Mayor Chipper McDermott says getting Wal Mart back in the Pass will bolster city sales tax collections. Pass Christian collected about $40,000 per month before it had Wal Mart. Tax collections jumped to $110,000 per month after Wal Mart opened.
Wal Mart is one of four keys that Mayor McDermott is focused on as the city recovers from Katrina. The most immediate recovery key is underground. Water and sewer improvements are so tantalizingly close to the Pass Christian city line.
But until now, new drains and new pipes along Highway 90 have been on the Long Beach side of the line, just out of the Pass's reach.
"Yes, we get jealous all the time," Pass Christian Mayor Chipper McDermott said with a smile.
But the jealousy over hurricane repairs is about to go away.
Tuesday night, Pass Christian approved a $3.2 million project to begin restoring water and sewer to the city's waterfront. Phase one fixes the hurricane damage in lines near downtown.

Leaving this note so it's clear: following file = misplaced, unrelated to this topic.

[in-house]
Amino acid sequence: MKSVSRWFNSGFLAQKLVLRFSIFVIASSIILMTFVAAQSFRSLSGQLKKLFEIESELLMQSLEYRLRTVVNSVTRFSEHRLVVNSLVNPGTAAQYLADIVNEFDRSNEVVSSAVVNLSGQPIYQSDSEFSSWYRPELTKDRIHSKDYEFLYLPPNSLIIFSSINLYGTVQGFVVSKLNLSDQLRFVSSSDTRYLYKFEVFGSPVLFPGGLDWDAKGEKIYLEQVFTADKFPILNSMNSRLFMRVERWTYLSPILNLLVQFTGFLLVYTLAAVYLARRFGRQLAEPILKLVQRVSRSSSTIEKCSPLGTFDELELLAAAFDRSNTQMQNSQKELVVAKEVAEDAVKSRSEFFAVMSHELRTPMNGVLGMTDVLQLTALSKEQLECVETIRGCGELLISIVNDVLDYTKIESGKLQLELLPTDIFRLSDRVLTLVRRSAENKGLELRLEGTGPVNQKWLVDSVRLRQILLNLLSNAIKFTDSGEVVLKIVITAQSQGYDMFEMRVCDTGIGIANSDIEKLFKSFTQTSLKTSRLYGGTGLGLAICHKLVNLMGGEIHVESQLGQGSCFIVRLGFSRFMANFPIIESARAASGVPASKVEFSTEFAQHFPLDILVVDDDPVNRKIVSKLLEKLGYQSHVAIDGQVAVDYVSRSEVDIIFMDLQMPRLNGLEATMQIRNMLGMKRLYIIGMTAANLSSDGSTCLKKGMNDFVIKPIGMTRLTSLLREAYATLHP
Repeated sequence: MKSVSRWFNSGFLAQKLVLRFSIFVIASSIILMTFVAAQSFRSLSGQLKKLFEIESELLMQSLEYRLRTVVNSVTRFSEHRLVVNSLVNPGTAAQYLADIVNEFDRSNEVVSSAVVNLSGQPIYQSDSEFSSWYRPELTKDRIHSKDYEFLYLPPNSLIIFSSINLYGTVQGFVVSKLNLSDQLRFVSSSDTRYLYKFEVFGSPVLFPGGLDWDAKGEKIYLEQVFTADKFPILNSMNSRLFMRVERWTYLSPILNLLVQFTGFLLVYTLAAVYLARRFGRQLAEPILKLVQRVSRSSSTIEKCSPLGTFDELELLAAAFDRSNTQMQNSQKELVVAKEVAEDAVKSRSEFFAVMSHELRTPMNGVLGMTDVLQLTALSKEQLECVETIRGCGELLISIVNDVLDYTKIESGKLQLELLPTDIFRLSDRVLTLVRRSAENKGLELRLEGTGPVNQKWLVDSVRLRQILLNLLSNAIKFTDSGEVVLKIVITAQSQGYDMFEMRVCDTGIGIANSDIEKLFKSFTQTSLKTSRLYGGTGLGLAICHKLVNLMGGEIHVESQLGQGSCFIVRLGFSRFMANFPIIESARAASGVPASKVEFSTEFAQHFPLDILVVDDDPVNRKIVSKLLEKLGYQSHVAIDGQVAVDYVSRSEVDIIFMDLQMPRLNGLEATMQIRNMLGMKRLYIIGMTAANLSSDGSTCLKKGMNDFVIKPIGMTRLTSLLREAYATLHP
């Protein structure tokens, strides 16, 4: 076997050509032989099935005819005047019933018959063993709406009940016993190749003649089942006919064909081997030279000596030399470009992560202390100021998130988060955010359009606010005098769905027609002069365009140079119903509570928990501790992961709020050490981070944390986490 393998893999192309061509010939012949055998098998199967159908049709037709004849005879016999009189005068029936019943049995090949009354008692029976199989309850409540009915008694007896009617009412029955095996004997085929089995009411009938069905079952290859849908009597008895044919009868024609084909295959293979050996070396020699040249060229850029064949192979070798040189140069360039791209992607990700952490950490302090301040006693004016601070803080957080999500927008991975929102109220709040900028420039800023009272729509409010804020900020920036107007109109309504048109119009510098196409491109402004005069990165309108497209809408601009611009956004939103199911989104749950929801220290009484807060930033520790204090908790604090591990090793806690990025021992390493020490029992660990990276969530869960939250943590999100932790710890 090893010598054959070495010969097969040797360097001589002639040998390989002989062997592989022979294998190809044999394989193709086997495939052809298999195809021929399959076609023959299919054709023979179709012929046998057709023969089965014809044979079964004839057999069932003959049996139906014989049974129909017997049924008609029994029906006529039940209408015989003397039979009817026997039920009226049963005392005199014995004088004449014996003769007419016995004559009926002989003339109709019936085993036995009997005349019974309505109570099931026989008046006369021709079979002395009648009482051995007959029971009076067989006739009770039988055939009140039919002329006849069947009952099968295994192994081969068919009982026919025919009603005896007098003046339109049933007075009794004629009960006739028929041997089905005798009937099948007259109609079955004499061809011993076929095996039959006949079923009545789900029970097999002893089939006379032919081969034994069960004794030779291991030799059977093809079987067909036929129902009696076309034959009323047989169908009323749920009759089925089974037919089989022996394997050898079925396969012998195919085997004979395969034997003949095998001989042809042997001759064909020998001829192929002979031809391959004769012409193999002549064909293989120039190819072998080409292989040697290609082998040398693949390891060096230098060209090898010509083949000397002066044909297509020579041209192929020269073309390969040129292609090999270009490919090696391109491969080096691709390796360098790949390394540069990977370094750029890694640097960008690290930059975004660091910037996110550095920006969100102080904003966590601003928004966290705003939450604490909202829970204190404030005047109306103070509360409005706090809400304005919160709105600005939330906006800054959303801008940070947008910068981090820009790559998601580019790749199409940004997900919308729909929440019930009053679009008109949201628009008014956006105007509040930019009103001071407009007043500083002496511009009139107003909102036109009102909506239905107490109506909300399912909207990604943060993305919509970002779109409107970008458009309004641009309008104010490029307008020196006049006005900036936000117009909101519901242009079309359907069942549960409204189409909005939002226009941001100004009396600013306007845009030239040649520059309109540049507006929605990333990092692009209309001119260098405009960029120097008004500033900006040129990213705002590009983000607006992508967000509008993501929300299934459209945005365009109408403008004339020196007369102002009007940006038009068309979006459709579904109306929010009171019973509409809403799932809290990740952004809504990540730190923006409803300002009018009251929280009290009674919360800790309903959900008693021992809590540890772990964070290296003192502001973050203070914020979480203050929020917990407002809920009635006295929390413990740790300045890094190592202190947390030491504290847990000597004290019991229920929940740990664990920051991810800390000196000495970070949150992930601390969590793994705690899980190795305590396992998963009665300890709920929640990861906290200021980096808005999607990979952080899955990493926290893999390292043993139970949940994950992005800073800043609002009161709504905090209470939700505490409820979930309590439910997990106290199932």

"That's going to put the infrastructure back in there that we need in place," the mayor said. "Once it's completed, the state of Mississippi has assured us they will pave Scenic Drive for us. That will save us a bunch of money and will put us whole on the front end up there."
At the same time Scenic Drive sewer work starts, an $8 million downtown revitalization initiative will be formulated. That will help the city map out the best way to rebuild downtown buildings that Hurricane Katrina turned to rubble.
Lucio Cano recently renovated a hurricane damaged building on Davis Avenue.
"I see a lot of potential," the restaurant owner said just before the lunch rush arrived.
Cano knows his downtown business can thrive once other merchants return.
"I think they're going to build Pass Christian even better than it used to be," he said. "Everything is going to be new. So there is a lot of potential."
Pass Christian has issued 1,600 building permits since the storm. Most are to rebuild homes. Yet, Mayor McDermott realizes his city won't flourish until three keys -- the sewer system, the downtown area, and the harbor area -- are rebuilt.
"People of the Pass live here because they want to live here," McDermott said. "It's going to take us awhile, but we're going to come back."
by Brad Kessie
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